Tuberculosis Hits 6 Harvard Employees

Six Science Center Computer User Services employees were diagnosed over the past week with a non-contagious form of tuberculosis, officials at University Health Services (UHS) said yesterday.

The employees, who have not taken sick leave, pose no health risk to students or to other workers, according to UHS physician Dr. Peter J. Zuromskis '66, director of acute care services. All six have been placed on medication.

Zuromskis said none of the 120 workers at User Services displayed symptoms of active tuberculosis, which is contagious.

Tuberculosis, a respiratory disease, is increasing in frequency in the U.S. Zuromskis said people infected with latent tuberculosis have a 10 percent chance of developing the active form of he illness later in life.

But Zuromskis said the drug isoniazide hydrochloride (INH), with which the six employees are being treated, "virtually eliminates" the chance of contracting the active form later.

Zuromskis said he strongly suggested that all User Services workers take a skin test to determine whether they have latent tuberculosis. Thirty-five of the 120 User Services employees have been tested so far.

Dr. David S. Rosenthal, director of UHS, said he was puzzled by the number of cases, which he called "a little high."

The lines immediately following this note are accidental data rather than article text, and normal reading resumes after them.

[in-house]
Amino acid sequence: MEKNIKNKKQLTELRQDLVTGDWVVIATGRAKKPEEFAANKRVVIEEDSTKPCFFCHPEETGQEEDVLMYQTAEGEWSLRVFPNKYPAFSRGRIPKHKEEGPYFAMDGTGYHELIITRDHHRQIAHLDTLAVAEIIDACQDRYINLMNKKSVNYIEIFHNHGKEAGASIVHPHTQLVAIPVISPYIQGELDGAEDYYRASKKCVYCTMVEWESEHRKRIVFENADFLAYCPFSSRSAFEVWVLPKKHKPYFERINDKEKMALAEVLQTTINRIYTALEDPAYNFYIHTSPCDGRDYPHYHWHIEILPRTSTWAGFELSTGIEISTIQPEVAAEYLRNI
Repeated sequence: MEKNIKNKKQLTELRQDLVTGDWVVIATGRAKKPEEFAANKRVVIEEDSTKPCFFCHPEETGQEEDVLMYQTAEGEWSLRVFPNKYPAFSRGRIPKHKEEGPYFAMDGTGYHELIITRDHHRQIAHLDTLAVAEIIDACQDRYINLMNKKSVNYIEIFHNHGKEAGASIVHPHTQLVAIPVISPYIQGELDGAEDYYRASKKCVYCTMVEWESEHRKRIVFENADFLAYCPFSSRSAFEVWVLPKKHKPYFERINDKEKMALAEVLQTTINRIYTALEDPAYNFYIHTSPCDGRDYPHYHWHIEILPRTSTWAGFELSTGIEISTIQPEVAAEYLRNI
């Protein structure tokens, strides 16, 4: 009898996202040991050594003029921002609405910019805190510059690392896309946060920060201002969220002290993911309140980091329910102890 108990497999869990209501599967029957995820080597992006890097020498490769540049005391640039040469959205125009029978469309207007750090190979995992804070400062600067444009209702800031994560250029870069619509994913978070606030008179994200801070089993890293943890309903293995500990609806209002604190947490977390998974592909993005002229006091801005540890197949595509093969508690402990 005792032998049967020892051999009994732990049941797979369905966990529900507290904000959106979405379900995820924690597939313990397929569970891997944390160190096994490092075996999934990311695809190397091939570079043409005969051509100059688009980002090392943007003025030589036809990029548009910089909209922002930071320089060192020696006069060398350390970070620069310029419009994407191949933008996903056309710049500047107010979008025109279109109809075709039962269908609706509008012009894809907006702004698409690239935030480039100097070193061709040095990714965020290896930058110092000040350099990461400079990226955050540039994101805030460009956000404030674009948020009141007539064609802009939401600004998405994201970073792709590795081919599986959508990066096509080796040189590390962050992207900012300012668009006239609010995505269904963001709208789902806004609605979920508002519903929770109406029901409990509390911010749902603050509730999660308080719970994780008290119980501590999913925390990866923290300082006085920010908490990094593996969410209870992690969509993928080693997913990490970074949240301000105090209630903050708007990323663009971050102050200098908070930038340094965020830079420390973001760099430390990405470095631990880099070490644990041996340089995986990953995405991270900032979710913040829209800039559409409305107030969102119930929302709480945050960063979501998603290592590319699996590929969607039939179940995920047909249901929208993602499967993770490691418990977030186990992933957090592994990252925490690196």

"This needs investigation," Rosenthal said, saying that the number of cases observed so far is closer o that expected in workers at a typical health care center, who might be exposed more often to the disease's active form.

Rosenthal said there are a number of possibilities of how the six contracted the disease.

"They might have been exposed to someone with active tuberculosis who visited for a few days," Rosenthal said. "That will be investigated."

Zuromskis said the small epidemic was discovered by chance.

"One employee was applying for another job and had to test for the disease," he said. "Then another happened to take a test as part of a routine check up."

Zuromskis said after the six cases were made known, he suggested all employees be tested. Zuromskis said he hoped the testing would be completed by next week